Top-ranking HP customers

Having recently doubled the size of its supercomputing cluster configuration, Academy Award-winning animation company WETA Digital is now ranked 101-104 on the TOP500 list. The new system consists of four supercomputing clusters and is powered by 1,280 HP BL2x220c server blades, which provide 205 teraflops(3) per second at peak performance.

As a result of the increased application performance and improvements in energy efficiency, WETA Digital has the processing density to produce cutting-edge digital animation faster, while still lowering operations overhead.

“In the world of visual effects, finding technology that is faster and energy-efficient is one of the most influential components to maintaining a competitive edge in this crowded marketplace,” said Paul Ryan, chief technology officer, WETA Digital.

“HP’s new BL2x220c has enabled us to double our processing capacity in the existing physical data center space. As a result, we’ve been able to increase capacity without building out our data center or experiencing additional power consumption costs associated with cooling hundreds of blades,” added Adam Shand, systems team lead, WETA Digital.

Also making a mark on the TOP500 list is India’s Centre for Development of Advanced Computing (C-DAC). C-DACs “PARAM Cluster” is ranked 69 on the list, with a system powered by 288 HP ProLiant DL580 G5 servers that offer a peak performance of 54 teraflops per second.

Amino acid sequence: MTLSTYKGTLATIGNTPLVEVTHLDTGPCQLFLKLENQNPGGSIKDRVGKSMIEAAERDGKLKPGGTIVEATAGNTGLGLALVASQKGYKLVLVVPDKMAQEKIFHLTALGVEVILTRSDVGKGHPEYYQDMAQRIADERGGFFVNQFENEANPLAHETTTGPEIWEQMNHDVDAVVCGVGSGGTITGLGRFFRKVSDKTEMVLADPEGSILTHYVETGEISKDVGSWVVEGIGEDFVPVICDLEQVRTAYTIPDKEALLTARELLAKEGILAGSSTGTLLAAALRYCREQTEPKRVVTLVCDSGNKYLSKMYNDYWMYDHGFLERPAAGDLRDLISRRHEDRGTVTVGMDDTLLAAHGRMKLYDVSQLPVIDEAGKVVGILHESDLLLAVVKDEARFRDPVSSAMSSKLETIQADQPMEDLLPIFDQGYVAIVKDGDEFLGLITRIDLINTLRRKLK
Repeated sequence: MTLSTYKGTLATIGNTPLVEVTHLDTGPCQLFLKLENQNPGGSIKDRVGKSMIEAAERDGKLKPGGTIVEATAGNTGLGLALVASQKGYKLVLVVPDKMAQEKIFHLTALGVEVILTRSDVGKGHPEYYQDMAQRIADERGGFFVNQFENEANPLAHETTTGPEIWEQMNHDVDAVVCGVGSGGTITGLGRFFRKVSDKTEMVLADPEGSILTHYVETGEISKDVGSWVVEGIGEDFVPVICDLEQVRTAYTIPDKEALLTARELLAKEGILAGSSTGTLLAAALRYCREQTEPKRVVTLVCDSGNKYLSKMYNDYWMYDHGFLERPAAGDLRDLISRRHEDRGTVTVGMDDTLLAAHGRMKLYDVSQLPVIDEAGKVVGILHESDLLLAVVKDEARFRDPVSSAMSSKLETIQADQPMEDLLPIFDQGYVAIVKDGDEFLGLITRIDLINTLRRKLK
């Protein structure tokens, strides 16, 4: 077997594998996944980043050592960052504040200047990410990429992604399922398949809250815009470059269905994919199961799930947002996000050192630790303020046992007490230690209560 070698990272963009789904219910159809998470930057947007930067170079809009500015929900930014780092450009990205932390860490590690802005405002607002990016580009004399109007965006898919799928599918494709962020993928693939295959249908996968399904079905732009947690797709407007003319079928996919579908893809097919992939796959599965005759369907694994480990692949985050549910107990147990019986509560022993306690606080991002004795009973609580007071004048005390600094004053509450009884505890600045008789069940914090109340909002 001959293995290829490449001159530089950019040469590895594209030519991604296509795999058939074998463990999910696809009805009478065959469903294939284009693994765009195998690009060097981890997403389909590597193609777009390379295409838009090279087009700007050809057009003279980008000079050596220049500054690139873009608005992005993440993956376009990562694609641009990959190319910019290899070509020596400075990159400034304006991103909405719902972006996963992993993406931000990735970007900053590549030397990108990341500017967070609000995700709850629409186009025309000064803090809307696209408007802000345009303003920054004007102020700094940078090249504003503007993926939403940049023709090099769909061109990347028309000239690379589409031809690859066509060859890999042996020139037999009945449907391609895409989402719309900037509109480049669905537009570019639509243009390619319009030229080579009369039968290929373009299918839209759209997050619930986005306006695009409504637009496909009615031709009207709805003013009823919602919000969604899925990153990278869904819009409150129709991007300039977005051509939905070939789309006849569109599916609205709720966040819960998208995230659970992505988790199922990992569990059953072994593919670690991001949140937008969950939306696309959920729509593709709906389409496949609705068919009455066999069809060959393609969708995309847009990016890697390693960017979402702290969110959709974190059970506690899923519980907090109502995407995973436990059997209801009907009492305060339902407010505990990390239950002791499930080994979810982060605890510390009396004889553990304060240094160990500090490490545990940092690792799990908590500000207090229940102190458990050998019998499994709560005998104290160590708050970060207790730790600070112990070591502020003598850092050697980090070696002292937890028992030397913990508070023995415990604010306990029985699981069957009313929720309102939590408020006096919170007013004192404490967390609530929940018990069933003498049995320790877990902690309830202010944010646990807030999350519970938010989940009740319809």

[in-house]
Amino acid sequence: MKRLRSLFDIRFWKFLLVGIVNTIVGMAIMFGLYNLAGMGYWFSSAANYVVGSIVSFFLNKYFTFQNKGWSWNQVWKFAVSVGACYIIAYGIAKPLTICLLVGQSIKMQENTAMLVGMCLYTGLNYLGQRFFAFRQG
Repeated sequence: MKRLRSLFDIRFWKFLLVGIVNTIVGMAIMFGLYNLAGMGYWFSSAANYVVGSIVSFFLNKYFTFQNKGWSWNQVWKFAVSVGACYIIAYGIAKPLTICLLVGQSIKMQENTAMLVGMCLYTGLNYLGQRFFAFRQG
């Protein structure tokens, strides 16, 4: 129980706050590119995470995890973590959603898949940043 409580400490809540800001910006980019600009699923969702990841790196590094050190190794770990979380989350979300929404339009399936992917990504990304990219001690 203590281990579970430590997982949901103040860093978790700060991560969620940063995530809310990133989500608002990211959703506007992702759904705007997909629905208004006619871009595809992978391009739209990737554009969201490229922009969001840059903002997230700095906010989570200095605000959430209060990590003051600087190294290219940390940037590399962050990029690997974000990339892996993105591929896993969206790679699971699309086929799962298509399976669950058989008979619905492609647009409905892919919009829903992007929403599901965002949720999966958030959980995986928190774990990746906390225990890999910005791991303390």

About the rankings

The TOP500 ranking of supercomputers is released twice a year by researchers at the Universities of Tennessee and Mannheim, Germany, and at NERSC Lawrence Berkeley National Laboratory. The list ranks supercomputers worldwide based on the Linpack N*N Benchmark, a yardstick of performance that is a reflection of processor speed and scalability.

More information about HP HPC is available at www.hp.com/go/hpc.

Visit HP in booth 1518 at the SC08 supercomputing tradeshow in Austin, Texas, Nov. 17-20, for demonstrations of the company’s HPC offerings.

About HP

HP, the world’s largest technology company, provides printing and personal computing products and IT services, software and solutions that simplify the technology experience for consumers and businesses. HP completed its acquisition of EDS on Aug. 26, 2008. More information about HP (NYSE: HPQ) is available at http://www.hp.com.


(1) One megaflops equals 1 million floating point operations per second.

(2) IDC Worldwide Technical Server QView, Q2 2008, published September 2008.

(3) One teraflop equals a trillion floating point operations per second.


2008 Hewlett-Packard Development Company, L.P. The information contained herein is subject to change without notice. The only warranties for HP products and services are set forth in the express warranty statements accompanying such products and services. Nothing herein should be construed as constituting an additional warranty. HP shall not be liable for technical or editorial errors or omissions contained herein.


Editorial contacts:

Erin Collopy, HP: erin.collopy@hp.com

Fabienne Guildhary, Burson-Marsteller for HP: fabienne.guildhary@bm.com